This documentary was remarkable--moving and inspiring. Wouldn't it be wonderful if there were more teachers like Rafe Asquith! Not many are willing or able to take the time out of their personal lives that he does, but it's obvious that spending those Saturdays and taking those trips with his students are more important to him than spending free time at home. It's obvious, too, that he teaches not only facts, but values and life lessons. He CARES. I just loved him.
And "guest speakers" to his classroom weren't shabby--Michael York and Ian McKellen, who said that being there made him want to cry because the students felt the same way he does about Shakespeare.
The camera work was excellent, capturing the expressions on those kids' faces--the tears, the joy, the comprehension, the pride. A scene that particularly impressed me was the one when Asquith was reading from Huckleberry Finn. The camera focused on the face of one boy and as he listened, tears rolled down his cheeks. Others, equally moved, were also shown. It's amazing that the teacher made them FEEL that story so deeply and that these ten-year-old children grasped and empathized with the Huck's inner conflict at the thought of turning in his slave friend, Jim.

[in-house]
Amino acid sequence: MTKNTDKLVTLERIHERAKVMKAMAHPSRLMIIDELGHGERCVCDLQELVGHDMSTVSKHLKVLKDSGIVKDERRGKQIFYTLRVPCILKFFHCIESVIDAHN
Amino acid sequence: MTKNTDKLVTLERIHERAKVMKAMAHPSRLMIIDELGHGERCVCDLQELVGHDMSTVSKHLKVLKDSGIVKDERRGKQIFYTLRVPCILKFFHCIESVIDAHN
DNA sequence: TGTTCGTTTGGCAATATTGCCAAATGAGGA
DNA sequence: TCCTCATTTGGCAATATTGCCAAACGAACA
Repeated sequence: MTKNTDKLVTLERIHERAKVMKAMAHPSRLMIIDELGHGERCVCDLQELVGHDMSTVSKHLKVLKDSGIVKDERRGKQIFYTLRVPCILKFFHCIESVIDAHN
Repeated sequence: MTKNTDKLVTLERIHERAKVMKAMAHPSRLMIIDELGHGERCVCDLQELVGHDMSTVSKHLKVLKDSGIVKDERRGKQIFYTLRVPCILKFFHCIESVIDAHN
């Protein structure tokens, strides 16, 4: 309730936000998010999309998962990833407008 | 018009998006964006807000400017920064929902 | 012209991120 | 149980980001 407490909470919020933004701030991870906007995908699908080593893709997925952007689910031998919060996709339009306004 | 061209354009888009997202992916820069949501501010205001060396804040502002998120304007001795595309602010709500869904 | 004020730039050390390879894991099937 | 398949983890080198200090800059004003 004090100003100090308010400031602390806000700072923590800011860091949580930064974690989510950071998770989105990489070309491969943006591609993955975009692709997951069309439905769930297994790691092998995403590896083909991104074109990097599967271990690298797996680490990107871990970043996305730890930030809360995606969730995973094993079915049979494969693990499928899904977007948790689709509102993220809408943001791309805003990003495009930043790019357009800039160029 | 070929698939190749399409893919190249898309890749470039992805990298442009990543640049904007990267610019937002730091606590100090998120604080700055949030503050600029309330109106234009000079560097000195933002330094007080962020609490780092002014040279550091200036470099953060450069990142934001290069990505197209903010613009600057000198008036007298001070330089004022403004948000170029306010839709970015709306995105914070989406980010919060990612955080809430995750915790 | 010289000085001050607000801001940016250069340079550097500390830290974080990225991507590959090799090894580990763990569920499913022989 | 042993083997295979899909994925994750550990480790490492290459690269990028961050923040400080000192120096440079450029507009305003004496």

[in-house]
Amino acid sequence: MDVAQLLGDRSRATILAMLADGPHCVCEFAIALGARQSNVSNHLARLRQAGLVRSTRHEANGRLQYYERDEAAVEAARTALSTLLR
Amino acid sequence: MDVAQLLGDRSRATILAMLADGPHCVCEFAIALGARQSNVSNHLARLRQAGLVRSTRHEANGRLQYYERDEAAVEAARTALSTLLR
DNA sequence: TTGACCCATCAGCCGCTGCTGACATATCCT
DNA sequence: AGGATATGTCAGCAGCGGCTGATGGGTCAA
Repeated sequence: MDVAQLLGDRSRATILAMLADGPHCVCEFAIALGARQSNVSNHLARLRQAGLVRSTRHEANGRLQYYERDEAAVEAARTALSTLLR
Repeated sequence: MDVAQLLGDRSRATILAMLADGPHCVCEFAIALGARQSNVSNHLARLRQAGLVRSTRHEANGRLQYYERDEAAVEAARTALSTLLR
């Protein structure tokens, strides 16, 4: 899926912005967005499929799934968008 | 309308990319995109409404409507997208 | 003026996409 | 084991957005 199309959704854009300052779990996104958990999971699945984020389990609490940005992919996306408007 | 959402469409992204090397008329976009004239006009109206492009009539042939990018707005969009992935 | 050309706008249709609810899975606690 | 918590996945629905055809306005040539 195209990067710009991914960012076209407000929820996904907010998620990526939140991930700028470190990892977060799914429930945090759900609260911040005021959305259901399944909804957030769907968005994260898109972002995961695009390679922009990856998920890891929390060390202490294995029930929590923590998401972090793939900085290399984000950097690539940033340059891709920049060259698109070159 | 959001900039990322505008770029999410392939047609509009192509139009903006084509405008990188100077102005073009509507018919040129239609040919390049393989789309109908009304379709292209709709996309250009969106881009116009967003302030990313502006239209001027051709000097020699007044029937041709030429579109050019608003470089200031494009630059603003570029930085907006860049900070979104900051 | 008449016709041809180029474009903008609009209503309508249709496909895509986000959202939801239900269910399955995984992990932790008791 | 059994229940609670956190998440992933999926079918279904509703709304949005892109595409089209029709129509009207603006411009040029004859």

Some of the Amazon reviewers of Rafe Asquith's book were critical. Some of the teachers in his own school shunned him. I'm sure it was hard for them to compete. I taught in public schools, and I can understand how they felt. In all honesty, I was not dedicated to the degree that he is. I had children of my own and could not give that kind of extra time and effort to my career even though I loved teaching. But it's still inspiring to see the true story of such a remarkable teacher, and I think anyone could learn something from his approach to teaching.